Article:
Monday, November 25, 2013

Promo -- one size fits all?

I've spent the past few weeks thinking about promo strategies.  How does an author go about promoting their newest release?  After talking to some authors, doing some thinking, and reading the latest issue of Romance Writers Report, I've come to the conclusion that promo is not a one-size-fits-all process.

What started this off was attending the local Comic Con back on November 1-3 with a few fellow Champagne authors.  We were situated amongst a few other book tables and it was interesting to watch how people engage with book tables, books, authors, and free promo items (AKA swag).

While my book, an erotic gay romance, may not have been the best fit for a convention that largely features pop culture, science fiction, fantasy, and comic book culture, my writing was still not too out of place.  (After all, erotic romance author Sierra Dean was two tables over...)  I sold very little, so very very very little, at Comic Con.  However, I kept running out of business cards.

My business card is, so far, my greatest promo strategy.  It's a picture of a hot guy on the front and it says "A hunk for your wallet..." and when you flip it over, it says something to the effect of "...and hunks for your eReader."  People snap up the card like crazy.  And I noticed one of the other authors at our table kept having to restock his bookmarks -- people kept taking them.  Whereas at the table next to us, a very big local author gave away very little free stuff, but sold several copies of his books.  Do I think the experience was a failure?  Not at all!  People will hold on to those business cards and will hopefully check out my website in the future.  So I don't have immediate sales, but there is a chance of delayed sales.

And I feel this ties in with the social media marketing I've been talking about for a few months now -- there is no one strategy that works for all people.  For me, Tumblr and WordPress are my biggest tools.  For a fellow author, I know his greatest tool is Twitter.  Others it's their blog, their Facebook, their Pinterest, their home page, their postcards, their bookmarks, etc.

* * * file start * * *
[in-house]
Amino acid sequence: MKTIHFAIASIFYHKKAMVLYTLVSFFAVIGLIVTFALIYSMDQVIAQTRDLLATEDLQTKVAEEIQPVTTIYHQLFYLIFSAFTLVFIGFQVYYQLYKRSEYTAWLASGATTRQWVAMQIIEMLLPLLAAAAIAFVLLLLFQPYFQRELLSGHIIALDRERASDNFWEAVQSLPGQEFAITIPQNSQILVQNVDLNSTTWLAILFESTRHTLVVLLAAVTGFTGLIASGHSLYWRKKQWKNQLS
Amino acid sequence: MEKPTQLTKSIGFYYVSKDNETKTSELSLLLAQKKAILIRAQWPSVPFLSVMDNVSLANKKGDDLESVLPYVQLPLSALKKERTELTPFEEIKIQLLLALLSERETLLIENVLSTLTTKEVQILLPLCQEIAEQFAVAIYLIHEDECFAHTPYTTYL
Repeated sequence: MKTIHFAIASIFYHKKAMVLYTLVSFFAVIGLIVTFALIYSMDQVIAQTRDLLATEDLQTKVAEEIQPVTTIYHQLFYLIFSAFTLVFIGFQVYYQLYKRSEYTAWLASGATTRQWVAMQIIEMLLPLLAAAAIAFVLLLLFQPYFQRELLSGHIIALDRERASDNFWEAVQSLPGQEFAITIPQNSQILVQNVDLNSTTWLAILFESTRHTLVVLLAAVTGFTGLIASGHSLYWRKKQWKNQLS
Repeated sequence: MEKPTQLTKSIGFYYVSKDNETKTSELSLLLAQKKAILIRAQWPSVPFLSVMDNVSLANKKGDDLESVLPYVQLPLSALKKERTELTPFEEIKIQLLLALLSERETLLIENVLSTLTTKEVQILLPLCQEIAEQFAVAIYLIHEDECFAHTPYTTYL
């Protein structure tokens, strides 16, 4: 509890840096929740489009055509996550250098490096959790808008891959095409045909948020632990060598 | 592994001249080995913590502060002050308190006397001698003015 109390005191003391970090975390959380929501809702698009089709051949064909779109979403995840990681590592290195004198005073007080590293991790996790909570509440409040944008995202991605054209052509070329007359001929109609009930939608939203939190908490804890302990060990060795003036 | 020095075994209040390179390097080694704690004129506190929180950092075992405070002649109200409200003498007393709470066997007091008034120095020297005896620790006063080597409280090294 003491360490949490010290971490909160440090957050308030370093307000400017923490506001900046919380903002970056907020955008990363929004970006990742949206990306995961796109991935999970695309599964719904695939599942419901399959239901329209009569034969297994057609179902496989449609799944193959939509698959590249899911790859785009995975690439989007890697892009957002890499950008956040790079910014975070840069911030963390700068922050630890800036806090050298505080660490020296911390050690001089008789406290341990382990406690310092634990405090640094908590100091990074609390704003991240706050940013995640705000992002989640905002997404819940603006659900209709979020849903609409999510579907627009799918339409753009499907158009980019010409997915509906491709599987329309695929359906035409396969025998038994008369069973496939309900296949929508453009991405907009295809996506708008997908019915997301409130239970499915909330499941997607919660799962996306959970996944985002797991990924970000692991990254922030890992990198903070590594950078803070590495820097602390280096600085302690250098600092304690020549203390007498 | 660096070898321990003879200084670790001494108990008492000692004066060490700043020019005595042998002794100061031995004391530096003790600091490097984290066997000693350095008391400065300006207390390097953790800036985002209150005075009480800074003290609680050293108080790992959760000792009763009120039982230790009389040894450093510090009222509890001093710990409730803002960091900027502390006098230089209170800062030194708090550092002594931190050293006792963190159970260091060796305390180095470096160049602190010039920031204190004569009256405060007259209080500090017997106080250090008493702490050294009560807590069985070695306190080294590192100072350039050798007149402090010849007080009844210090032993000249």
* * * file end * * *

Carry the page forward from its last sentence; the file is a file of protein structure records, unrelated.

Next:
I get people asking me all the time if I'm on Facebook -- and I'm not.  Nor do I want to be.  Yes, I'm missing out on a potential share of the market by not being on Facebook -- but people who are on Facebook but not on Twitter are thus missing out on the share of the market on Twitter.  And when someone who's new to it all talks to me, they ask me which social network they should start with (or if they should just jump into all of them)... the answer isn't easy.

An author needs to promote their work -- it's just a fact about being an author in the modern marketplace.  Promoting, though, cannot be at the expense of your writing time and creative energy.  One of the reasons I will not take on Facebook is because I feel I'm stretched as far as I can go -- if I throw in Facebook, I will be stretched too far and will not be able to devote enough time to writing.

An author also needs to use platforms they are comfortable with.  I'm not comfortable with Facebook and I struggle with Goodreads.  I will not take on Facebook for that reason -- but I will muddle through Goodreads because I see the value of it.

You, as a published author, need to find your own promo path.  It is not one-size-fits-all.  You need to find what fits you.  You need to find what you can do.  You need to assess what is effective for you and what isn't -- and then cut out what isn't.  And you need to constantly try new things, as you never know what will take off.  My business cards were a bit of a whim, but now I've had to order them a few times already because they keep getting picked up.

(I'll return to social media marketing posts next month!  Today is one of the busiest days of the year at my day job, so I didn't have time to put together the promised Facebook marketing post.  Sorry!)

---

Cameron D. James is a lover of books, coffee, chocolate, and cute Starbucks baristas.
Find out more at www.camerondjames.com.

2 comments:

Julie Eberhart Painter said...

Twitter is proving to be a very good deal on the retweets...while you sleep the little shoe makers are getting the job done!

Liz Fountain said...

I am learning to find the ways to talk about my work that are most consistent with who I am as an author, writer, and person; the added benefit is that they seem to work. :-)

Liz